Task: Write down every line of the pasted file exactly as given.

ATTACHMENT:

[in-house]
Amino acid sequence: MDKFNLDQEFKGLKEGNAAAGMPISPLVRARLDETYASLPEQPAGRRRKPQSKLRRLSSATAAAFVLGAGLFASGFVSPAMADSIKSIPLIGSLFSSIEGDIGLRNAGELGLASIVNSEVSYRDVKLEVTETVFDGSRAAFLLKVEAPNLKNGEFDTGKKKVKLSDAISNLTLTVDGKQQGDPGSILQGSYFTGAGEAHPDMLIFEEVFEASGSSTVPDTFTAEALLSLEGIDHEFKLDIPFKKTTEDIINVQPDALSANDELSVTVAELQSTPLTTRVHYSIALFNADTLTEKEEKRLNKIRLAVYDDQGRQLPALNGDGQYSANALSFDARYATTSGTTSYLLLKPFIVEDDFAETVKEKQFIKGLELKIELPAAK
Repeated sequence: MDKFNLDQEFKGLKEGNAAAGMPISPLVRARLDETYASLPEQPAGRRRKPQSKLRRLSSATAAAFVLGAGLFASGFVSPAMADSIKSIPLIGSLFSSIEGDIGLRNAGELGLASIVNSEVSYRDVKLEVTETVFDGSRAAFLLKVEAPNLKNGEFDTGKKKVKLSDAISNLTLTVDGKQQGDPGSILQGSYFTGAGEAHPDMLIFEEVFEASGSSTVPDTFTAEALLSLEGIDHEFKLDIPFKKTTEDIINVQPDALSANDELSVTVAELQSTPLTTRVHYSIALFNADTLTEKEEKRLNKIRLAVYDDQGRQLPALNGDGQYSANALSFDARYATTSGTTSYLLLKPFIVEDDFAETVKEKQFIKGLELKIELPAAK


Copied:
[in-house]
Amino acid sequence: MDKFNLDQEFKGLKEGNAAAGMPISPLVRARLDETYASLPEQPAGRRRKPQSKLRRLSSATAAAFVLGAGLFASGFVSPAMADSIKSIPLIGSLFSSIEGDIGLRNAGELGLASIVNSEVSYRDVKLEVTETVFDGSRAAFLLKVEAPNLKNGEFDTGKKKVKLSDAISNLTLTVDGKQQGDPGSILQGSYFTGAGEAHPDMLIFEEVFEASGSSTVPDTFTAEALLSLEGIDHEFKLDIPFKKTTEDIINVQPDALSANDELSVTVAELQSTPLTTRVHYSIALFNADTLTEKEEKRLNKIRLAVYDDQGRQLPALNGDGQYSANALSFDARYATTSGTTSYLLLKPFIVEDDFAETVKEKQFIKGLELKIELPAAK
Repeated sequence: MDKFNLDQEFKGLKEGNAAAGMPISPLVRARLDETYASLPEQPAGRRRKPQSKLRRLSSATAAAFVLGAGLFASGFVSPAMADSIKSIPLIGSLFSSIEGDIGLRNAGELGLASIVNSEVSYRDVKLEVTETVFDGSRAAFLLKVEAPNLKNGEFDTGKKKVKLSDAISNLTLTVDGKQQGDPGSILQGSYFTGAGEAHPDMLIFEEVFEASGSSTVPDTFTAEALLSLEGIDHEFKLDIPFKKTTEDIINVQPDALSANDELSVTVAELQSTPLTTRVHYSIALFNADTLTEKEEKRLNKIRLAVYDDQGRQLPALNGDGQYSANALSFDARYATTSGTTSYLLLKPFIVEDDFAETVKEKQFIKGLELKIELPAAK